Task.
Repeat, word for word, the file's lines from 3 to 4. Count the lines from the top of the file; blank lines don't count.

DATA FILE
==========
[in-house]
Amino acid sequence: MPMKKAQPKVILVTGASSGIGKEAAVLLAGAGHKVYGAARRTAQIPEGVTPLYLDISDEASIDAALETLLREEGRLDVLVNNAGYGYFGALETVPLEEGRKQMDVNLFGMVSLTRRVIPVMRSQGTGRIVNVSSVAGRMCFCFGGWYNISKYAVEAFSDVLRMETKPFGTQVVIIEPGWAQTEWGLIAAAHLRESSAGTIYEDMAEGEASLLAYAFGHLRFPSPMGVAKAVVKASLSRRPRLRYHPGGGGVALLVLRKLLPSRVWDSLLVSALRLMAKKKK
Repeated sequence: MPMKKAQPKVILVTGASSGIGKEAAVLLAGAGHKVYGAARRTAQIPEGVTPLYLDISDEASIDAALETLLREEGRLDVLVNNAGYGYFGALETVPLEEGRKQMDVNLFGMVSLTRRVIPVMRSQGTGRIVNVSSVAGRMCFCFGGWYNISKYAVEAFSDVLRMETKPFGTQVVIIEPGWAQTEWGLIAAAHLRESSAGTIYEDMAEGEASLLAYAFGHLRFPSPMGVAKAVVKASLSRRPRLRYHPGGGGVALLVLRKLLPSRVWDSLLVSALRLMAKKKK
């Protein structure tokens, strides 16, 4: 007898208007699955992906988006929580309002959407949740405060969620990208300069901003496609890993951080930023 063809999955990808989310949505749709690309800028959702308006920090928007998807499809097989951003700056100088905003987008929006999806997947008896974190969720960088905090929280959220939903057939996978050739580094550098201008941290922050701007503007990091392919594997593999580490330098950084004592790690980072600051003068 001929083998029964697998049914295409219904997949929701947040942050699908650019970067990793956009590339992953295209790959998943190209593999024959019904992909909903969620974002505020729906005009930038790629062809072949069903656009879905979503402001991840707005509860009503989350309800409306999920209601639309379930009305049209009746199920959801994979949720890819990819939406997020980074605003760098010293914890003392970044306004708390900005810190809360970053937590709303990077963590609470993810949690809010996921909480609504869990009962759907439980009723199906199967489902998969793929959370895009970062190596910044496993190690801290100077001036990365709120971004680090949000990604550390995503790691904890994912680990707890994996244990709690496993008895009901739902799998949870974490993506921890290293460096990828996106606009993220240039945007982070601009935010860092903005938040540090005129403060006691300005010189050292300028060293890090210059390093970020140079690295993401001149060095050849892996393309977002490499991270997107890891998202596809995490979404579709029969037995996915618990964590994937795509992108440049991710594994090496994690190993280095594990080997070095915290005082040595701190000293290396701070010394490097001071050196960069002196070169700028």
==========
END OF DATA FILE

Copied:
Repeated sequence: MPMKKAQPKVILVTGASSGIGKEAAVLLAGAGHKVYGAARRTAQIPEGVTPLYLDISDEASIDAALETLLREEGRLDVLVNNAGYGYFGALETVPLEEGRKQMDVNLFGMVSLTRRVIPVMRSQGTGRIVNVSSVAGRMCFCFGGWYNISKYAVEAFSDVLRMETKPFGTQVVIIEPGWAQTEWGLIAAAHLRESSAGTIYEDMAEGEASLLAYAFGHLRFPSPMGVAKAVVKASLSRRPRLRYHPGGGGVALLVLRKLLPSRVWDSLLVSALRLMAKKKK
């Protein structure tokens, strides 16, 4: 007898208007699955992906988006929580309002959407949740405060969620990208300069901003496609890993951080930023 063809999955990808989310949505749709690309800028959702308006920090928007998807499809097989951003700056100088905003987008929006999806997947008896974190969720960088905090929280959220939903057939996978050739580094550098201008941290922050701007503007990091392919594997593999580490330098950084004592790690980072600051003068 001929083998029964697998049914295409219904997949929701947040942050699908650019970067990793956009590339992953295209790959998943190209593999024959019904992909909903969620974002505020729906005009930038790629062809072949069903656009879905979503402001991840707005509860009503989350309800409306999920209601639309379930009305049209009746199920959801994979949720890819990819939406997020980074605003760098010293914890003392970044306004708390900005810190809360970053937590709303990077963590609470993810949690809010996921909480609504869990009962759907439980009723199906199967489902998969793929959370895009970062190596910044496993190690801290100077001036990365709120971004680090949000990604550390995503790691904890994912680990707890994996244990709690496993008895009901739902799998949870974490993506921890290293460096990828996106606009993220240039945007982070601009935010860092903005938040540090005129403060006691300005010189050292300028060293890090210059390093970020140079690295993401001149060095050849892996393309977002490499991270997107890891998202596809995490979404579709029969037995996915618990964590994937795509992108440049991710594994090496994690190993280095594990080997070095915290005082040595701190000293290396701070010394490097001071050196960069002196070169700028």